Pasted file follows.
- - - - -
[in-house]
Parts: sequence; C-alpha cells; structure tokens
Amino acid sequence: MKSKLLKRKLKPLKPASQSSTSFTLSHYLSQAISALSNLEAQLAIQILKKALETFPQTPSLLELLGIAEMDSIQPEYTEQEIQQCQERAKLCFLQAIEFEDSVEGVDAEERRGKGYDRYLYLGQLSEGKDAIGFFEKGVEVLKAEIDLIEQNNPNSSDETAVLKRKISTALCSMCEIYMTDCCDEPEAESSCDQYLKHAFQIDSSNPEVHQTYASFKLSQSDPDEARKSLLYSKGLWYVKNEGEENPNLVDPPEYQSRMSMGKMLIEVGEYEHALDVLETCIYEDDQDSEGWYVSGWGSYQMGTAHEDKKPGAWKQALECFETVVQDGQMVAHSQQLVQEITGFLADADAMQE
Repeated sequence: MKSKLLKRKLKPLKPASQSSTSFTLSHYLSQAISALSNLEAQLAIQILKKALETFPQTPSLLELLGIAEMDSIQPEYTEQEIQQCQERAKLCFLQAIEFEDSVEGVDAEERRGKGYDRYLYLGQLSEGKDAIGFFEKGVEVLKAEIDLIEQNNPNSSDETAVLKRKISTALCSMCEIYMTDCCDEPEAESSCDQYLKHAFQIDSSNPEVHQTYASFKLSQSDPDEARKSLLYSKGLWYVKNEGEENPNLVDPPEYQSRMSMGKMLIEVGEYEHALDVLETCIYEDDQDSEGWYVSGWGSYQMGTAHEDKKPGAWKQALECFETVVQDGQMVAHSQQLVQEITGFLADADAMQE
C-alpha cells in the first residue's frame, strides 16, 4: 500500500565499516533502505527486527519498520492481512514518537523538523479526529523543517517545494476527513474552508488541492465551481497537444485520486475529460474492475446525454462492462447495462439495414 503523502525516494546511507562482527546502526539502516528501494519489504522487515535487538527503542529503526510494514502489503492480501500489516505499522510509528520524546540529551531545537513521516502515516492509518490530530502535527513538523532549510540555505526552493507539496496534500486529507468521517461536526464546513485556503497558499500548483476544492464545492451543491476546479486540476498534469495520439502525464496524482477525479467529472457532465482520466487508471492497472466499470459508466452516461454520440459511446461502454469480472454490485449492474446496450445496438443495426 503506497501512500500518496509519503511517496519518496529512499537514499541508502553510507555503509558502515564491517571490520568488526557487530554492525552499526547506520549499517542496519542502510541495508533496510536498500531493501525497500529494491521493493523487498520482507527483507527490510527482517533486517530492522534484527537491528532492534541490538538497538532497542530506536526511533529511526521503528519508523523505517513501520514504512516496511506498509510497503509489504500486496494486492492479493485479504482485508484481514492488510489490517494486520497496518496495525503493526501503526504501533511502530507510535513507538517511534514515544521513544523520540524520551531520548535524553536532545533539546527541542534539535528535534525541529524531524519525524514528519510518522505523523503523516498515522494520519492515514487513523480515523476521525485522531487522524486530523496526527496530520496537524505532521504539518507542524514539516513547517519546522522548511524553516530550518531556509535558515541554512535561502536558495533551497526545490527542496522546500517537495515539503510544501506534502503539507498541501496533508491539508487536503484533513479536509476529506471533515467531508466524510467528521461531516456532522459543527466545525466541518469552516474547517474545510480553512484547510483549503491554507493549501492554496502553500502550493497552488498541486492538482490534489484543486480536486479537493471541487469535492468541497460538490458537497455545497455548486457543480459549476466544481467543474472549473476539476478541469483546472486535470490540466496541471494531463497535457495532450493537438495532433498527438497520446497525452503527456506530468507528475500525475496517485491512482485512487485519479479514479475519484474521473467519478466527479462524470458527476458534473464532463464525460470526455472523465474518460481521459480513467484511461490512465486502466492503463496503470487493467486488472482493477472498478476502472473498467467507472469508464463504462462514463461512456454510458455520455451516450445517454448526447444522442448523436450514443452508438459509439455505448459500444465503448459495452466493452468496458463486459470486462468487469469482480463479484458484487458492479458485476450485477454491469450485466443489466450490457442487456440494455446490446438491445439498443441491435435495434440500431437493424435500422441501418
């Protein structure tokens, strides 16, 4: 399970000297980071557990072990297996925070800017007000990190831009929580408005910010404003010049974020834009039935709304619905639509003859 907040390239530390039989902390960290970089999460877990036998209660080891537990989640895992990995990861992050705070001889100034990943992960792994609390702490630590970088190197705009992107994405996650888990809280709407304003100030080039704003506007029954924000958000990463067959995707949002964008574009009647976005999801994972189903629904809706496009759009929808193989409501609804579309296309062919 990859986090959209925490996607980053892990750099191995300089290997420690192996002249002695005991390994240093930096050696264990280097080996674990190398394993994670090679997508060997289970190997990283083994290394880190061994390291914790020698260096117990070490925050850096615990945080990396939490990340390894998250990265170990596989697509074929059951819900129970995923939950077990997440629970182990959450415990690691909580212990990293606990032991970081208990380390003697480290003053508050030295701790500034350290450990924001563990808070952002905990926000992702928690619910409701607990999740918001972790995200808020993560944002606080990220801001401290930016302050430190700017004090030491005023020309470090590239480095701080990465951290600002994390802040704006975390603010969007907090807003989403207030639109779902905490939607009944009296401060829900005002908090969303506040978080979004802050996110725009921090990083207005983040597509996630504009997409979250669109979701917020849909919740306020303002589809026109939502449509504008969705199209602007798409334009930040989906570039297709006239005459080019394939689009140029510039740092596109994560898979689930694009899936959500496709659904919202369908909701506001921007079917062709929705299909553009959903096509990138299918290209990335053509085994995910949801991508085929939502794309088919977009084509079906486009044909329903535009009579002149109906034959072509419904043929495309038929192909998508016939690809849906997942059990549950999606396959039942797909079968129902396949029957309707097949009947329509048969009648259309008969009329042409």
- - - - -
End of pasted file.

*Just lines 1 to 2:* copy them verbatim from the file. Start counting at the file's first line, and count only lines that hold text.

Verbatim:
[in-house]
Parts: sequence; C-alpha cells; structure tokens